- Group 2 (stage II or III disease): Patients receive 3 courses of the hybrid regimen. Patients with relapsed disease receive 4 courses of EPIC. Patients with complete remission (CR) or good partial remission (GPR) after the fourth course of EPIC receive 2 additional courses of EPIC followed by radiotherapy. Patients without CR or GPR after the fourth course of EPIC undergo radiotherapy followed by L-PAM and APBSCT as in group 1, subgroup A.
- Group 3 (stage IV or inadequate response to initial therapy): Patients receive 2 courses the hybrid regimen. Patients with CR or GPR after the second course of ABVD are assigned to subgroup C. Patients without CR or GPR after the second course of ABVD are assigned to subgroup D. Subgroup C: Patients receive 2 additional courses of the hybrid regimen. Patients with relapsed disease after the fourth course of ABVD receive 4 courses of EPIC followed by radiotherapy, L-PAM, and APBSCT as in group 1, subgroup A. Subgroup D: Patients receive 4 courses of EPIC followed by radiotherapy, L-PAM, and APBSCT as in group 1, subgroup A.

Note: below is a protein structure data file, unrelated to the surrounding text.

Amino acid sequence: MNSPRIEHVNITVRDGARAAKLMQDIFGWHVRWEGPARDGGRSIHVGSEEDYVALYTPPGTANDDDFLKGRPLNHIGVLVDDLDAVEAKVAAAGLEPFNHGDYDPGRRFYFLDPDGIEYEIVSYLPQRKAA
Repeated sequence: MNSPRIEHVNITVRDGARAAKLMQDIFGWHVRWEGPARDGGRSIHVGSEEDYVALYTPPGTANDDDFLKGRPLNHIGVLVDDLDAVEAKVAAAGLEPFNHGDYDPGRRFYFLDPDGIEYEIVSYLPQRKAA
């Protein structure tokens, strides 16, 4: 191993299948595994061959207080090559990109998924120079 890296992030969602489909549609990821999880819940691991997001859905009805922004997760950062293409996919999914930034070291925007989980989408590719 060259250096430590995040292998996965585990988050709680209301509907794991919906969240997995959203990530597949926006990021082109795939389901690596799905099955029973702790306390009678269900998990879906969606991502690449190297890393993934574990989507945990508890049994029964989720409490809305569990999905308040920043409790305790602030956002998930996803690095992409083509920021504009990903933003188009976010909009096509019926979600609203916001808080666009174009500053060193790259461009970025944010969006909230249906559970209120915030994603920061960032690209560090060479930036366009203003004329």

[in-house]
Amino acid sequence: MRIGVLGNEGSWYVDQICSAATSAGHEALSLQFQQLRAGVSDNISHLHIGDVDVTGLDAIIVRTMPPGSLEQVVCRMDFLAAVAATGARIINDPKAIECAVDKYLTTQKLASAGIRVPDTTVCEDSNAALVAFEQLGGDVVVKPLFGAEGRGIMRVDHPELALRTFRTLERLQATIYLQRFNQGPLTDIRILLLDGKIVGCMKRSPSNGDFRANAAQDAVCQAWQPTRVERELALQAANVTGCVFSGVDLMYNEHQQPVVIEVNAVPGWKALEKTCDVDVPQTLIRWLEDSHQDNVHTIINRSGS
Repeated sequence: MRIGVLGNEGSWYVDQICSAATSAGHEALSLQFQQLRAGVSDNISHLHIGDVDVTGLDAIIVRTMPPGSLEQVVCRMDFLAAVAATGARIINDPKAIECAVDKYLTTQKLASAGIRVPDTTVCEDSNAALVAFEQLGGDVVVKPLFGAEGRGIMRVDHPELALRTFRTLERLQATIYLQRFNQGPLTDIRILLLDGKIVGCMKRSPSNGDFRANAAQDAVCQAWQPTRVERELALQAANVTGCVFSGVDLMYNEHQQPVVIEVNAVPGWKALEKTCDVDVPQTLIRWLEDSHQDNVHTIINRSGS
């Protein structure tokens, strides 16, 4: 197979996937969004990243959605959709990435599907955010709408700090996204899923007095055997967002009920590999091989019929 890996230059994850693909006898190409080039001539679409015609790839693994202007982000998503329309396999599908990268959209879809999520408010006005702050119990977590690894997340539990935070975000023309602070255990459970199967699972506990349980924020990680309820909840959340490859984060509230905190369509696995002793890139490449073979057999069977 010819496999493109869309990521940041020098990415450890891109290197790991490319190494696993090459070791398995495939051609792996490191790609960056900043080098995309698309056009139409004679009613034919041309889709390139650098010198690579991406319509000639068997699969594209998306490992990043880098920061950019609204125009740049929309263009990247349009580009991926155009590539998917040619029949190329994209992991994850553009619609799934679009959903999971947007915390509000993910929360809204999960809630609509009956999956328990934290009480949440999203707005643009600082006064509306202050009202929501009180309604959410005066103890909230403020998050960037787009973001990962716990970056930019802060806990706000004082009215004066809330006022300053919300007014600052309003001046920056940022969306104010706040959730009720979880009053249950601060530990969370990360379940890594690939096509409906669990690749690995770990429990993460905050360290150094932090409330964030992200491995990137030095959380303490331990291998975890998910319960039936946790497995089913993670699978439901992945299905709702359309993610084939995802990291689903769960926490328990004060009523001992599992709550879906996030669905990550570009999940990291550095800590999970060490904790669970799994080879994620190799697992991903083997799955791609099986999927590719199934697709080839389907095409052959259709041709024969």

Patients are followed every 2 months for 1 year, every 3 months for 2 years, and then every 6 months thereafter.
PROJECTED ACCRUAL: Approximately 260 patients (75 with stage I disease, 150 with stage II or III disease, and 35 with stage IV disease) will be accrued for this study within 5 years.
|Study Type :||Interventional (Clinical Trial)|
|Estimated Enrollment :||260 participants|
|Official Title:||Protocol For The Treatment Of Children And Adolescents With Hodgkin's Disease|
|Study Start Date :||January 2000|
Please refer to this study by its ClinicalTrials.gov identifier (NCT number): NCT00025064
|Our Lady's Hospital for Sick Children|
|Dublin, Ireland, 12|
|Birmingham Children's Hospital|
|Birmingham, England, United Kingdom, B4 6NH|
|Bristol Royal Hospital for Children|